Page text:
Beyond vulnerability scanning: Enhancing attack surface management for more proactive security

March 9, 2021

Enumerating Microsoft Cumulative Update Versions

By: Rob Rowley

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With the recent disclosure of a chain of vulnerabilities in Microsoft’s Exchange Server resulting in unauthenticated remote code execution, this blog details how an external adversary or local sysadmin can determine if a Windows server has been patched by a specific Microsoft cumulative update, such as those released earlier today

As part of their commitment to security, Microsoft regularly releases cumulative updates for their software to address security vulnerabilities. However, external actors can only detect the software build number, not the cumulative update number specific to each update. In order to detect if a service has received a security patch or not, an external actor first needs to look up the build number in the patch itself.

Understanding Microsoft build numbers.

Microsoft typically uses 4 digits to determine the software’s patch level. Here are some examples:

Exchange 2019 cumulative update 8:


Exchange 2019 cumulative update 7:


Exchange 2016 cumulative update 19:


Notice that the first two digits  (15.1 vs. 15.2) determine the primary software we are versioning, or the product year in this case (2016 vs. 2019). The last two digits (792.10 or 721.13 or 2176.9) determine the build number. Combining all of these together, makes the version number.

How to get the version or build information?

Knowing how to identify what the version number is updated for the cumulative update patches is hugely important for everyone (Admins, Researchers, Defenders and Attackers, etc..) . Here is how you find out a version number from Microsoft releases:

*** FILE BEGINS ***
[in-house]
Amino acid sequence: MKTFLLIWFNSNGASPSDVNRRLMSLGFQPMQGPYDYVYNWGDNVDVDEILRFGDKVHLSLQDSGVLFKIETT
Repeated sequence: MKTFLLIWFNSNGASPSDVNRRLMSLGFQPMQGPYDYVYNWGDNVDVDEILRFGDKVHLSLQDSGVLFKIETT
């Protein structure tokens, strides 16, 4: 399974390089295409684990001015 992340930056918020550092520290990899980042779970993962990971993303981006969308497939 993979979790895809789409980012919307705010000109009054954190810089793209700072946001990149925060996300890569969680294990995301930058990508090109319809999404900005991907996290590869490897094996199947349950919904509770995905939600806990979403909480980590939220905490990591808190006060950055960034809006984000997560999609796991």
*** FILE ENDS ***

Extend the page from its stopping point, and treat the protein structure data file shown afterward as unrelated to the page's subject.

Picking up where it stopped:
1. Open the cumulative update description & download page from Microsoft (Example)
  2. Scroll down on the release page to the “File information” section, and you will see a list of the file hashes and the cumulative update patches below the file hashes.
  3. Expand the tab for the patch you would like to review and you see a list of file information: name, size, date, and version.
  4. The “File version” is the version for the cumulative update. This is generally safe to use as the cumulative update’s version number, or product + build number.

How can you remotely detect the version?

Outlook Web Access:

This version information is either pulled from the HTTP Response Header value of “X-OWA-Version” or it is taken from the HTTP Content itself from common paths of resources like javascript and images found in the HTML (these paths look like:  “…/owa/{version}/theme/…” and include the patch version in them)

Caveats of remote detection:

Remote detections of Microsoft service may only identify three out of the four digits of the server software’s version. (e.g.. detecting 15.2.792.10 as 15.2.792) and cumulative updates do not always update the build version’s third value. This means version based detection will be to some degree, a best guess.

How can a sysadmin detect the build number locally?

If you have local access, you can easily detect the full version number in the file system two ways:

Via PowerShell

Powershell makes it very easy to get the version information from a file. You only need to know the path to the file and use (Get-Info -path ‘C:\path\to\file’).VersionInfo

Via the UI

If you prefer the UI, you can easily search based on the file’s name itself. Open File Explorer and search for a file name you want to check, when the file is found (and on the right path) you just need to right click the file and select “Properties…” to get the version information from the “Details” tab.

How can I check my exposure?

Customers running Randori Recon can check their current exposure instantly by viewing the Services page to see if any Microsoft Exchange targets have been detected on their perimeter. If you’re not a customer, but are concerned about your exposure – request a free recon report of your attack surface. 

This blog is part of our TTP series (Tools, Techniques & POCs) focused on sharing tips & tricks learned from inside the Randori Hacker Operations Center. 

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